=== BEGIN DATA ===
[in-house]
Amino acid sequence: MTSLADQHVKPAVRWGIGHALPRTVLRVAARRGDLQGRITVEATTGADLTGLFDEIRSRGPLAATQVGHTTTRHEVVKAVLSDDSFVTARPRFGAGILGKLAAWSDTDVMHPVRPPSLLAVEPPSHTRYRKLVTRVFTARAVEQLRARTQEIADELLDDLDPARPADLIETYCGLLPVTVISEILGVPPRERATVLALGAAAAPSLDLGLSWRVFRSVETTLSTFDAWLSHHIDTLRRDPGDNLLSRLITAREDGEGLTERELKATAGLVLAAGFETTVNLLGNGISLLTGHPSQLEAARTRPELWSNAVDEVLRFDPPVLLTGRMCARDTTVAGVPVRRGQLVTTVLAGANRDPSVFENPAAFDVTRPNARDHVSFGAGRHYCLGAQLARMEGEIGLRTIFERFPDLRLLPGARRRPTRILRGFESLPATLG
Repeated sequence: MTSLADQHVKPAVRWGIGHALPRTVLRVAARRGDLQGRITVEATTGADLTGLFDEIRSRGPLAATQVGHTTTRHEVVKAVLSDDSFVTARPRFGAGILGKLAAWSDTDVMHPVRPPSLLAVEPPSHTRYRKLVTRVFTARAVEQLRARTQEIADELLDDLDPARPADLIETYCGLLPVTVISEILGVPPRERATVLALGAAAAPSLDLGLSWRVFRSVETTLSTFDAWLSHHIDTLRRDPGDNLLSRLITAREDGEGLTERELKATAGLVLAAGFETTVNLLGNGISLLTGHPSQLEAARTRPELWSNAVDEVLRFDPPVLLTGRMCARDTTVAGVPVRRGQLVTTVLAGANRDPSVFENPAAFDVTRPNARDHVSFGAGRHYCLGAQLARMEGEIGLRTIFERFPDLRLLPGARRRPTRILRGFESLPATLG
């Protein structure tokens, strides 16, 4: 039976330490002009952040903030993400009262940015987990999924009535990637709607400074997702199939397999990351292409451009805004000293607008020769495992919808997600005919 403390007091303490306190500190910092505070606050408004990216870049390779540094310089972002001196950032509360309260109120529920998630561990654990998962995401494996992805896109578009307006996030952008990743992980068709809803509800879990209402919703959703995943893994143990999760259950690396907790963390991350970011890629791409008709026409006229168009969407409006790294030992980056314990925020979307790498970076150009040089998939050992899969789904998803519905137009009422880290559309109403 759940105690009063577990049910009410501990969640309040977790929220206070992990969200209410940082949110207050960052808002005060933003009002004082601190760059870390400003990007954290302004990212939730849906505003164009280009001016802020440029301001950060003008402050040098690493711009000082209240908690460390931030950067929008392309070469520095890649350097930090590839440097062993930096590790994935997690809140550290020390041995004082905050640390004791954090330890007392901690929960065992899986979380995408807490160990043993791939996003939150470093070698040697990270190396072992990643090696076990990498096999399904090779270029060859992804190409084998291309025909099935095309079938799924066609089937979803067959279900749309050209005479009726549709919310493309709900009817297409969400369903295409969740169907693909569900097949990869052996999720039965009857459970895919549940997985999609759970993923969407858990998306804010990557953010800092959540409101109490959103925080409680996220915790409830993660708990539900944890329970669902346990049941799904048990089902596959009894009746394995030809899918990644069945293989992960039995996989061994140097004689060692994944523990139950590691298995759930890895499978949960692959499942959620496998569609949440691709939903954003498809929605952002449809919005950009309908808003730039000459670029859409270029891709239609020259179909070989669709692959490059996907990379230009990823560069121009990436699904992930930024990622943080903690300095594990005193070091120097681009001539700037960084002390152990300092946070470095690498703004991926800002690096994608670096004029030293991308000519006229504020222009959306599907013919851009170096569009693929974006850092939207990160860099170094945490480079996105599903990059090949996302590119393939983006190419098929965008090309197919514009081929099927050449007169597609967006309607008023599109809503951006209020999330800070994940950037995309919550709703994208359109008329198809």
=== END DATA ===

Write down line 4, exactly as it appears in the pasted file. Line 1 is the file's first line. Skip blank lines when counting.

């Protein structure tokens, strides 16, 4: 039976330490002009952040903030993400009262940015987990999924009535990637709607400074997702199939397999990351292409451009805004000293607008020769495992919808997600005919 403390007091303490306190500190910092505070606050408004990216870049390779540094310089972002001196950032509360309260109120529920998630561990654990998962995401494996992805896109578009307006996030952008990743992980068709809803509800879990209402919703959703995943893994143990999760259950690396907790963390991350970011890629791409008709026409006229168009969407409006790294030992980056314990925020979307790498970076150009040089998939050992899969789904998803519905137009009422880290559309109403 759940105690009063577990049910009410501990969640309040977790929220206070992990969200209410940082949110207050960052808002005060933003009002004082601190760059870390400003990007954290302004990212939730849906505003164009280009001016802020440029301001950060003008402050040098690493711009000082209240908690460390931030950067929008392309070469520095890649350097930090590839440097062993930096590790994935997690809140550290020390041995004082905050640390004791954090330890007392901690929960065992899986979380995408807490160990043993791939996003939150470093070698040697990270190396072992990643090696076990990498096999399904090779270029060859992804190409084998291309025909099935095309079938799924066609089937979803067959279900749309050209005479009726549709919310493309709900009817297409969400369903295409969740169907693909569900097949990869052996999720039965009857459970895919549940997985999609759970993923969407858990998306804010990557953010800092959540409101109490959103925080409680996220915790409830993660708990539900944890329970669902346990049941799904048990089902596959009894009746394995030809899918990644069945293989992960039995996989061994140097004689060692994944523990139950590691298995759930890895499978949960692959499942959620496998569609949440691709939903954003498809929605952002449809919005950009309908808003730039000459670029859409270029891709239609020259179909070989669709692959490059996907990379230009990823560069121009990436699904992930930024990622943080903690300095594990005193070091120097681009001539700037960084002390152990300092946070470095690498703004991926800002690096994608670096004029030293991308000519006229504020222009959306599907013919851009170096569009693929974006850092939207990160860099170094945490480079996105599903990059090949996302590119393939983006190419098929965008090309197919514009081929099927050449007169597609967006309607008023599109809503951006209020999330800070994940950037995309919550709703994208359109008329198809």